Former Blue Peter presenter Anthea Turner shared with the Daily Mail how she caught her husband cheating in the hope that it will help others:
Jetting off to spend the New Year in Mauritius at the end of 2012, I could not have been more deliriously happy. I was with the man I loved, my husband Grant Bovey, just the two of us on a romantic break at the hotel where we'd got engaged 12 years before.
Yes, we'd had our troubles. What couple hasn't? But when we stepped out on to the balcony where he had proposed, we spoke about renewing our vows and I allowed myself to believe we were going to grow old together.
Oh, how wrong I was.
It was when we got back to Britain, and I began filming for the TV show Dancing On Ice, that I sensed something wasn't right. Grant's pattern of behaviour began to change.
I did an interview to help promote the show, saying how ecstatic I was to have my marriage back on track, and how happy Grant and I were.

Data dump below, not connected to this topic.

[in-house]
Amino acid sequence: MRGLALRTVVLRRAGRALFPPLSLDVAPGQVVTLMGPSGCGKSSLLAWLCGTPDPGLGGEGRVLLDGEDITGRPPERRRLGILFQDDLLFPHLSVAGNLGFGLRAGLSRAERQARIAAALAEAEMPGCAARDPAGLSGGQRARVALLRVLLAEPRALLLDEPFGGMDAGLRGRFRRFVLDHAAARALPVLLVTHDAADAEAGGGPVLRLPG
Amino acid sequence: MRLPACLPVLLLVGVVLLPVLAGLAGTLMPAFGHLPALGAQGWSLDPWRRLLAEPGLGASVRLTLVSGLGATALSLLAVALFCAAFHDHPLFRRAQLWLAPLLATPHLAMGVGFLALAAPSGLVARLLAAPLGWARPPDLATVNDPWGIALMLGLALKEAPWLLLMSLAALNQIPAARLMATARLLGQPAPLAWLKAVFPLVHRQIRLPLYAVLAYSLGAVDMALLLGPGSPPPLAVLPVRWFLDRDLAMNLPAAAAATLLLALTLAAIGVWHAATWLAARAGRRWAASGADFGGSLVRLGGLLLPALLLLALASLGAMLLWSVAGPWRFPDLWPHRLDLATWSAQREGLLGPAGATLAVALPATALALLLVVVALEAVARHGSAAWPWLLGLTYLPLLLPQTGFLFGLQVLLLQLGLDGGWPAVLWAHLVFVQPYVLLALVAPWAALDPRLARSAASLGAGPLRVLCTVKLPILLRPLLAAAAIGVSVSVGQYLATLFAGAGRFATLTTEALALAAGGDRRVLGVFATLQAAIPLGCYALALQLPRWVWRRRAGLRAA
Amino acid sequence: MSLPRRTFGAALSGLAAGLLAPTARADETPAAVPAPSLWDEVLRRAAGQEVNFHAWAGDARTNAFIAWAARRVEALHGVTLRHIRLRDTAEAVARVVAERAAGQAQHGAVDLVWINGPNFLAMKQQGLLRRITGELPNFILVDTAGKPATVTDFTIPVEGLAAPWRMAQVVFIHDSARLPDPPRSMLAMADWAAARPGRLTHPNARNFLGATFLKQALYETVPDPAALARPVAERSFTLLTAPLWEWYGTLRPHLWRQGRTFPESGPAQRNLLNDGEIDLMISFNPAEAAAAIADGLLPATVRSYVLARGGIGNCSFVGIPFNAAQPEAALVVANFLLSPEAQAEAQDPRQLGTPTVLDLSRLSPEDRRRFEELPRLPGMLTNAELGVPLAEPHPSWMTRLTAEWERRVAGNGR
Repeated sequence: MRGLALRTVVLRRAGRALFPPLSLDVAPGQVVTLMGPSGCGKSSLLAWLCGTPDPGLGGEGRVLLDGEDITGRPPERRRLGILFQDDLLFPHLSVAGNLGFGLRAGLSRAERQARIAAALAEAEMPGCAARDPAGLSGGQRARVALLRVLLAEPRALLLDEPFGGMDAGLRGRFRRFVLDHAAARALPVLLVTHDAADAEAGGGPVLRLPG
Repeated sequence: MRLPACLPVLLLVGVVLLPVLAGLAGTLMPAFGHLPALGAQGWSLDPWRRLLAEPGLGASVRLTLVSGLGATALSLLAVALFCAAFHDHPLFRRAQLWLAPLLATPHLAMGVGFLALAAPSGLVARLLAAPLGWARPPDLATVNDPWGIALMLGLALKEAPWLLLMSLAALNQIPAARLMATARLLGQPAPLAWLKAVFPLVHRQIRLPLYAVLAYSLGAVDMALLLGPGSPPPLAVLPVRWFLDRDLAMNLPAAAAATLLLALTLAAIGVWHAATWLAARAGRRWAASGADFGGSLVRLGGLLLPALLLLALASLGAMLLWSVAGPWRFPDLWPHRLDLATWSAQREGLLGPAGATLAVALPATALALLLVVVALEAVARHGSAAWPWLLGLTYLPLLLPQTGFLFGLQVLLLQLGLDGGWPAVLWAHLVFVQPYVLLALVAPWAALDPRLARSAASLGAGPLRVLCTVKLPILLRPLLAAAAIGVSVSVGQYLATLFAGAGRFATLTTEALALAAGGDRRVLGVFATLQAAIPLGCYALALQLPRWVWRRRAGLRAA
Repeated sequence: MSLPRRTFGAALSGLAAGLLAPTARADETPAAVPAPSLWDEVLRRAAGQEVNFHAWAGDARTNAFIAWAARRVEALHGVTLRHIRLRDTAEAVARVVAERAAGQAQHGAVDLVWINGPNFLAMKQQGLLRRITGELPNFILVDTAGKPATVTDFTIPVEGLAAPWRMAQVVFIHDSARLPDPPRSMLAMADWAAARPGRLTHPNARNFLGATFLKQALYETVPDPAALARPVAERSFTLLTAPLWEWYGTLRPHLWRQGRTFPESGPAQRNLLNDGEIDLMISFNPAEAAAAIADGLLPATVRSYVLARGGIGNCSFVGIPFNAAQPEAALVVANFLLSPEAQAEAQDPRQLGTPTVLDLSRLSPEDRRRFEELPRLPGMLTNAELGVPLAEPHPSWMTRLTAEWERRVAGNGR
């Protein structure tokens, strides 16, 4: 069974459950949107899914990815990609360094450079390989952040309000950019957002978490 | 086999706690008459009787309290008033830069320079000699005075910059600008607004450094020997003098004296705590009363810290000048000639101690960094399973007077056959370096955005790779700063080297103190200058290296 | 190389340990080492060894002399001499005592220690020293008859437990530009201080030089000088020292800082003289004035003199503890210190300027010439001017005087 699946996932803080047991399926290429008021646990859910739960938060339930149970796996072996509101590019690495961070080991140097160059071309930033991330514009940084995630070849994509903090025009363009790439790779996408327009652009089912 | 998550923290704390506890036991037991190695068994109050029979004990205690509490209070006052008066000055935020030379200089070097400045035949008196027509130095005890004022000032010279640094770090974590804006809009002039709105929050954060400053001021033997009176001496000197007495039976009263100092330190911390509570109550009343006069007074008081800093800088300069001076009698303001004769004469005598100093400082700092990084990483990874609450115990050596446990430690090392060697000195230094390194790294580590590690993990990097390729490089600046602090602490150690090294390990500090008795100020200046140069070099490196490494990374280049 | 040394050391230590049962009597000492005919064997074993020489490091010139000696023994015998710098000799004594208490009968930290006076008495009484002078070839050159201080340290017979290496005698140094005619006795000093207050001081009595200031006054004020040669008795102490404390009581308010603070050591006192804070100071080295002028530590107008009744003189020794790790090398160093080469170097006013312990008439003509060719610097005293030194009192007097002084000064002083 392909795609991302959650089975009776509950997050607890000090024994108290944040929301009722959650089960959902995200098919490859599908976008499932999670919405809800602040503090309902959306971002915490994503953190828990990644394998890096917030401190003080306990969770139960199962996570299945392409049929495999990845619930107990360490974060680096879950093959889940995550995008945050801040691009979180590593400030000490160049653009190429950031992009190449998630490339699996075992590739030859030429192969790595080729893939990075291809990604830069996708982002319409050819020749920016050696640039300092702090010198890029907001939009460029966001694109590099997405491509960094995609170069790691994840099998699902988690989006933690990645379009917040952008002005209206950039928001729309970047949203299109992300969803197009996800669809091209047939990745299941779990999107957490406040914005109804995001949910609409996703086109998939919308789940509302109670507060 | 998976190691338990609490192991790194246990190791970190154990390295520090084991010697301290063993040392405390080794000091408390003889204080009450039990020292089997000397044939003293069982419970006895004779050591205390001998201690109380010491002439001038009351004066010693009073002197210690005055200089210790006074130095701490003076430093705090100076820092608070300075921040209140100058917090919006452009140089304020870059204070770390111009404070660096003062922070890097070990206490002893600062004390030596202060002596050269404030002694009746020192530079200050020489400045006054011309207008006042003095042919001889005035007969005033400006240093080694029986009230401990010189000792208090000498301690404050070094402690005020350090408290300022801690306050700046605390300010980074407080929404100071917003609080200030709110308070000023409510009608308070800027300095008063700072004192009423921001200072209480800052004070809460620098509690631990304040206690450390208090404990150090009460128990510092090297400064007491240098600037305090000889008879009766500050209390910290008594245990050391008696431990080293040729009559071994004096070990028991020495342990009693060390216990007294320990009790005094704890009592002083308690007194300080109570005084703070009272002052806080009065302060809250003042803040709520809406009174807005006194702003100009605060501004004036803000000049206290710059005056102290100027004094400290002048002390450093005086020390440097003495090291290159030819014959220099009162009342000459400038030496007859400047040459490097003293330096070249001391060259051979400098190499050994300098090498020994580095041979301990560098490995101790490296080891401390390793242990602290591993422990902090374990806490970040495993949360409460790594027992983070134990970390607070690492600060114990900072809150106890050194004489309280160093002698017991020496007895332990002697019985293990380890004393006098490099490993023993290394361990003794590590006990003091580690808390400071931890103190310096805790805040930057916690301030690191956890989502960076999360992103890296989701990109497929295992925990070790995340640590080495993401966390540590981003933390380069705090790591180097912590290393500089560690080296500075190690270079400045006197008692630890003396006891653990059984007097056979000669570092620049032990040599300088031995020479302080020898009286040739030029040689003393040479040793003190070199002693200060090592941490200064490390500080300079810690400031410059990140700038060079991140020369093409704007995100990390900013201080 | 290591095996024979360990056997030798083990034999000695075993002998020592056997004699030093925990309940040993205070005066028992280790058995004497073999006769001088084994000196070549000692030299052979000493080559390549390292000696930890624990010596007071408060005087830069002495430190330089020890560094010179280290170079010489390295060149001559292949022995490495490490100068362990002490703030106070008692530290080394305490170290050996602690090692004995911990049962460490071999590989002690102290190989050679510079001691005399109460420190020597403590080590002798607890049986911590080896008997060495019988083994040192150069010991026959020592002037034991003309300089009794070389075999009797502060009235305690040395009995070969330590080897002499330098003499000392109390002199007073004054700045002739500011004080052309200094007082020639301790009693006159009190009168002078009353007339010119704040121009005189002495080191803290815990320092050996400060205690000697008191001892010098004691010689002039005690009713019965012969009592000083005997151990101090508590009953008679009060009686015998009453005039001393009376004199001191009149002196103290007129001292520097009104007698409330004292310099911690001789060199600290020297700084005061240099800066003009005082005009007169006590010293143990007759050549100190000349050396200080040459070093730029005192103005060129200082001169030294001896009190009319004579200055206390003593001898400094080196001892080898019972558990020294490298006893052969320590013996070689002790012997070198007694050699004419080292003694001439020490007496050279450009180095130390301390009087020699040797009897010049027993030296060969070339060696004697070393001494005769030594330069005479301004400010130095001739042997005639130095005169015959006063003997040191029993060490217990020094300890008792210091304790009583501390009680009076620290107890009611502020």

Instead of sharing my happiness, he went ballistic, ranting and raving about discussing our private life. I couldn't understand where all this anger had come from.
I had my suspicions, but were they justified - or plain paranoia? There was only one way to find out. It was time to turn detective.
The first step was simple. Grant told me he was meeting a business contact at Shoreham airport, which in itself was unusual. So I went on to his computer to check his emails - but couldn't find any correspondence confirming the meeting. Odd, but not conclusive.
When he returned home, I checked his car's satnav but couldn't find the location in 'previous destinations' when I knew he would have had to use it to get there.